Urban Noise, Rescuing Noise, Life Sounds and Fierce Silence


As the familiar urban noise of loud traffic retook the whole of the city, intensified by the general chaos, the collapsed buildings and their vicinities were also filled with new, unusual noises, creating a completely new layer of loudness within multiple areas of the city: hundreds of people climbing on fallen walls, pulling and moving cement and iron, screaming instructions to each other; the drone of construction machinery removing heavy rubble; the buzz of electric generators, jackhammers, sledgehammers; cars taking away the debris; sirens coming and going. There seemed to emerge an incapability of remaining silent amidst the constant movement, the coming and going of people, and the desperate urge to communicate. But eliminating noise was as crucial as the inevitability of producing it in the process of reaching those in need; the priority was to find people alive among the ruins, and the way to find them was through hearing their sounds, the sole indicator of life and location. Very few situations could exemplify in such an extreme way the weakness of sound to which LaBelle refers as well as how this weakness can make the listener “slow down and attune to vulnerable figures and the precariousness defining the human condition” (LaBelle 2018: 20). How do we slow down and attune so we can hear these sounds, a hearing upon which lives depend? This slowing down and attuning had to take place in the middle of necessary noise-producing actions that could only be momentarily interrupted. How do you achieve silence in the midst of this chaos, where bodies are driven by the urge to act, knowing that their noisy actions, performed quickly, will reveal those alive under the debris, yet also aware that listening is the only key to locating them?

As the rescue activity intensified, people involved in it looked for a way to communicate the need for silence. One of the phrases that began to pop up on Twitter and Facebook again and again was, “We need silence in this area, there are still people alive calling for help.” A silent way to call for silence was needed; it couldn’t be someone on a megaphone. The word “Silencio” began appearing on big cardboard signs among the rescuers as well as on social networks.

Rescuers display a placard reading "Silence" as they hurry to free possible victims out of the rubble of a collapsed building after a quake rattled Mexico City on September 19. Pedro Pardo—AFP/Getty Images (https://time.com/earthquake-mexico-city-photos/

Three days after the earthquake Univision Noticias compiled many images of the fists up in a note called “The Silence Fist: the Gesture that Makes Mexico Fall Silent After the Earthquake.”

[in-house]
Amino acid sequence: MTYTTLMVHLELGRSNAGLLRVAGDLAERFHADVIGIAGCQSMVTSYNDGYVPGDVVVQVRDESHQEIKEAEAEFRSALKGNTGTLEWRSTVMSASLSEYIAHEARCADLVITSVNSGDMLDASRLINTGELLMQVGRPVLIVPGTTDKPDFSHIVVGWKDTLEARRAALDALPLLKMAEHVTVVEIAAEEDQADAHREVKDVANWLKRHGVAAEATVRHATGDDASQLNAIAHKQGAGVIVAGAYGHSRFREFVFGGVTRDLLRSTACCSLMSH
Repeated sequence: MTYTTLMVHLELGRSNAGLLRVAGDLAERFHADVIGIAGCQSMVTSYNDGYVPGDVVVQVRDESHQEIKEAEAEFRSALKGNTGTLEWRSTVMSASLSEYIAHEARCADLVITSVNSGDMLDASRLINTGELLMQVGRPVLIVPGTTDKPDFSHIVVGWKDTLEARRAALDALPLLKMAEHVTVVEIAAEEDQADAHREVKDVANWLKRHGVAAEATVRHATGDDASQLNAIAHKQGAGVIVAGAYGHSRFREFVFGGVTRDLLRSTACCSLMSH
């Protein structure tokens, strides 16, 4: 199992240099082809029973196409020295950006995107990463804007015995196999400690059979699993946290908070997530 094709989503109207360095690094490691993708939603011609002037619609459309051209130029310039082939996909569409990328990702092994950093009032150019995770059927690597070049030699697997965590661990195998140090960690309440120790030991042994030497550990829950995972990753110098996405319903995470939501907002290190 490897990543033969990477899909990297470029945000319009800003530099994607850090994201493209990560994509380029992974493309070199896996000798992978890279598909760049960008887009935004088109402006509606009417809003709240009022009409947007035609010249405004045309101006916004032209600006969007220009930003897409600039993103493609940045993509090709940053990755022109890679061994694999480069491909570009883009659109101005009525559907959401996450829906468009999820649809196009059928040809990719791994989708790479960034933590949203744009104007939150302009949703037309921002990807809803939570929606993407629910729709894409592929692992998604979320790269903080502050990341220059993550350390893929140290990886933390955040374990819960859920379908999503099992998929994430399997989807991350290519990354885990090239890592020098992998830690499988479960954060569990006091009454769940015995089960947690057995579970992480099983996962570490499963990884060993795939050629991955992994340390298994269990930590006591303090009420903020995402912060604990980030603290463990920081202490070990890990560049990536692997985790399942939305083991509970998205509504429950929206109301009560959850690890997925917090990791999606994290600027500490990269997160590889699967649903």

Raising one’s fists up in the air became the generalized call for silence, a way to communicate attention and temporarily halt the activity around a specific place, a command to listen carefully and to suspend noise production. It also became a collective act, since all the rescuers involved, and many witnesses, would all stop their activities to join in the gesture and, thus, the silence. Within the loudness of the rescuing areas, the fists-up gesture accomplished the creation of a partial, momentary silence that would last a few seconds, sometimes minutes; the loudness would decrease, sounds would become quieter or stop completely, and silence could claim the space for a few moments. Some witnesses described it as “a fierce silence,” a silence completely dedicated to locating survivors, to attuning one’s ears to weak sounds of life among the ruins. 

Those vital, tiny, weak, willful sounds of life under the rubble will remain at the center of my reflections on what might constitute sound, noise, and silence in a specific acoustic territory. These sounds of life presented themselves stripped of any complexity, their audibility – for human, animal and technological ears[4] – among chaos being their only important characteristic. Everything beyond this primordial sound became noise, which I conceptualize as two kinds of noise: the usual, everyday urban noise that characterizes Mexico City and the noise emanating specifically from the rescuing areas, from the activity necessary to find survivors. Once people understood the vital need for silence and listening to find life signals, the noise of rescuing came to be heard as interference – involuntary and disruptive, unnecessary on its own, an unwanted signal, but inevitable as the result of necessary movement to modify the space and reach life – something to be aware of and to control as much as possible within the rescuing space. Silence, in its always partial, relative nature, became a crucial, willful force in opposition to the haze of urban and rescuing noise that made it difficult for life sounds to encounter the listeners.